Uralchem ​​asked Putin to help export ammonia through Ukraine



Russia will work with the UN on the grain deal extended on November 18 and the issue of resuming the operation of the Togliatti-Odessa ammonia pipeline. This was announced on November 23 by Russian President Vladimir Putin to Dmitry Mazepin, chairman of the RSPP Commission on Mineral Fertilizers, co-owner (owns 48%) of Uralchem, the Kremlin press service reports.

Mazepin asked Putin to help the company “as part of a grain deal, temporarily open and provide drainage and transportation of ammonia in Odessa” (a raw material for the production of nitrogen fertilizers. - Vedomosti), which, according to him, “can also go to developing countries, including including Africa. The entrepreneur explained that the American trader Trammo offered to buy ammonia at the border of Russia and Ukraine and pump it further. But Kyiv raised the issue of paying for transit, since, according to the Ukrainian side, “there [у российских и украинских контрагентов] no banking relationship.

“The UN fed us with promises that when a new grain deal is signed, ammonia will be discovered. And today my guys talked to the UN, they were told: “The deal is already connected, sorry,” Mazepin said. “We will also work with the UN, with colleagues from the organization. Let's see what happens. You know my position, I don’t mind, please,” Putin replied to the businessman’s request.

The Togliatti-Odessa ammonia pipeline (2,417 km) built in 1981 comes from the Togliattiazot enterprise (ToAZ, controlled by Uralchem ​​since November 2021). The maximum capacity of the pipe is up to 2.5 million tons per year. Part of the pipeline passes through Ukrainian territory, its final destination is the Odessa port plant, where gas was loaded onto ships and exported. 400,000 tons of demand was previously provided by the Ukrainian concern Stirol, which was stopped since 2014, where a side branch led (located in Gorlovka, on the territory of the DPR that nationalized it).

On November 15, the British Financial Times reported, citing sources, that the West was ready to provide Russia with security guarantees for the resumption of ammonia supplies through the pipeline as part of a grain deal extended on November 18 for another 120 days. In September, Ukrainian President Volodymyr Zelensky told Reuters that he would agree to the launch of the ammonia pipeline if Russia released the Ukrainian military, Putin's press secretary Dmitry Peskov then ruled out the possibility of such an exchange.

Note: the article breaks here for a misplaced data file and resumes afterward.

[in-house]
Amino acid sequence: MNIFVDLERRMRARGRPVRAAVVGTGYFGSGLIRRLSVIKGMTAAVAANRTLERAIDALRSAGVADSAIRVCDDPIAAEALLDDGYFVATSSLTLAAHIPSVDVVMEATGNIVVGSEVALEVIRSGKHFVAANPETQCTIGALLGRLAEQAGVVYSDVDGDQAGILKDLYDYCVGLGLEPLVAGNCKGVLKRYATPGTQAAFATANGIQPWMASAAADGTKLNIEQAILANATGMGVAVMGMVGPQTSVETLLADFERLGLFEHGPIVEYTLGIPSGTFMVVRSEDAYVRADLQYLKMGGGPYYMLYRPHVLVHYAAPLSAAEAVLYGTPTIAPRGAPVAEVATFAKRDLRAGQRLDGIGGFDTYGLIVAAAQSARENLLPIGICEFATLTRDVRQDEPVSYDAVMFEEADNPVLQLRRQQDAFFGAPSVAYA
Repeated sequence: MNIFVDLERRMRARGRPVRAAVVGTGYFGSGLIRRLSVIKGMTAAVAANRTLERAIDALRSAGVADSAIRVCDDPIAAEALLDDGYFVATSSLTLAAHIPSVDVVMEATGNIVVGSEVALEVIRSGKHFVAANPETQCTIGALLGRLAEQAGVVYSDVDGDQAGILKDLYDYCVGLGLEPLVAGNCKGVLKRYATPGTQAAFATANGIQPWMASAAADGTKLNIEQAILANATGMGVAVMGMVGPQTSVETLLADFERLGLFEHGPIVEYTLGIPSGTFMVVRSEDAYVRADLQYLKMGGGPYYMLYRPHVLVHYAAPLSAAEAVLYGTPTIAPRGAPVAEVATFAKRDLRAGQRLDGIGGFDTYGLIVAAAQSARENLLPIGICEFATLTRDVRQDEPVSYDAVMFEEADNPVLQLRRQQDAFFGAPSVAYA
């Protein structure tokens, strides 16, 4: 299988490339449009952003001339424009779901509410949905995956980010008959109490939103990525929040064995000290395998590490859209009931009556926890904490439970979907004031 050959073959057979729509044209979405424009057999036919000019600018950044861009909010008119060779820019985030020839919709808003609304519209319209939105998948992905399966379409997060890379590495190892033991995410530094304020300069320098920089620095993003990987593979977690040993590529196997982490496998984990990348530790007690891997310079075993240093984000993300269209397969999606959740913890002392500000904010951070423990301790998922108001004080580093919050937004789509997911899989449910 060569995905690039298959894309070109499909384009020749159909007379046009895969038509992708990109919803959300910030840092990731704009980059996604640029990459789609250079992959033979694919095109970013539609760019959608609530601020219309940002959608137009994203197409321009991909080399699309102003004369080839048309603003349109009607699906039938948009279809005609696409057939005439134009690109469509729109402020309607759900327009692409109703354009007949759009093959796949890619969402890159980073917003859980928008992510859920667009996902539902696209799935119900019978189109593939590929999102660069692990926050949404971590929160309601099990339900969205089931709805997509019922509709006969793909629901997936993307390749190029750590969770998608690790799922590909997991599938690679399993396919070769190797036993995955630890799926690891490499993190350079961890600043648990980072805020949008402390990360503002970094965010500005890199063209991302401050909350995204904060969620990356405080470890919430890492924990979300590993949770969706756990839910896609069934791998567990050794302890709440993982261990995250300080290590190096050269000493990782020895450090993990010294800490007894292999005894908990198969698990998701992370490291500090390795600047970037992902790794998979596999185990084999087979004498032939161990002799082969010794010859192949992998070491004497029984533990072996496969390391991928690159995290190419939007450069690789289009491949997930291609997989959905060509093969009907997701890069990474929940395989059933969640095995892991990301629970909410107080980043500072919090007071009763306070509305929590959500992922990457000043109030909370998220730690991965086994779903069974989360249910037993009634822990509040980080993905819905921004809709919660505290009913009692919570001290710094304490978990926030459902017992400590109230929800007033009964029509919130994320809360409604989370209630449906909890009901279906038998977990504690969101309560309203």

Now two pipeline routes continue to operate, despite the NWO transporting Russian raw materials through Ukraine to Europe. Gazprom continues to reduce supplies to Europe through the gas transmission system of Ukraine (about 42-43 million cubic meters per day). Also, through the territory controlled by Kyiv, there is a supply of Russian oil to Europe.

In principle, nothing prevents the work of the ammonia pipeline from being included in the grain deal, since all parties are interested in resuming transportation, says Andrey Kortunov, director of the Russian International Affairs Council. Russia needs exports, Ukraine needs funds from transit, recipient countries are also interested, he noted. Kortunov added that this is also an issue of global food security, on which the G20 is in solidarity, as shown by the final declaration of the G20 summit in Bali.

But, according to the expert, complications are possible, due to the fact that Kyiv will probably want to link the launch of the ammonia pipeline with bargaining on additional issues not related to the grain deal. For example, we can talk about guarantees for the Ukrainian energy infrastructure, Kortunov believes.

In 2020, a record 2 million tons were transported through the ammonia pipeline. ToAZ did not disclose the pumping volumes in 2021, but reported that ammonia production last year reached a historical maximum of 3.05 million tons (the company’s website says that for export about 85% of production goes away). The Ukrainian section of the pipe is operated by Ukrkhimtransammiak, the Russian part by Transammiak.

In the spring of 2022, 93.8% of Transammiak was acquired by Himaktivinvest, an affiliate of Uralchem. Earlier in 2022, Himaktivinvest consolidated 80.66% of ToAZ. On February 24, in connection with the beginning of the NWO in Ukraine, ToAZ stopped the transit of ammonia through the pipeline and announced the study of railway routes. In June, ToAZ entered into an agreement for the provision of railway shipment management services with the specialized company Uralchem-trans.

Finam FG analyst Aleksey Kalachev notes that until February 24, ToAZ supplied ammonia to Ukraine, Morocco, Turkey, Belgium, India, Tunisia, Greece and Spain. Now the company's reporting is not disclosed, and the Federal Customs Service has ceased to publish data on exports.

Kalachev points out that in the first nine months of 2022, ammonia production in Russia, according to Rosstat, decreased by 14.1% to 12.7 million tons. “These are the same 2 million tons exported by ToAZ,” he notes. . In general, in the country, the production of nitrogen fertilizers in January-September 2022 increased year-on-year by 6.1% to 19.85 million tons.



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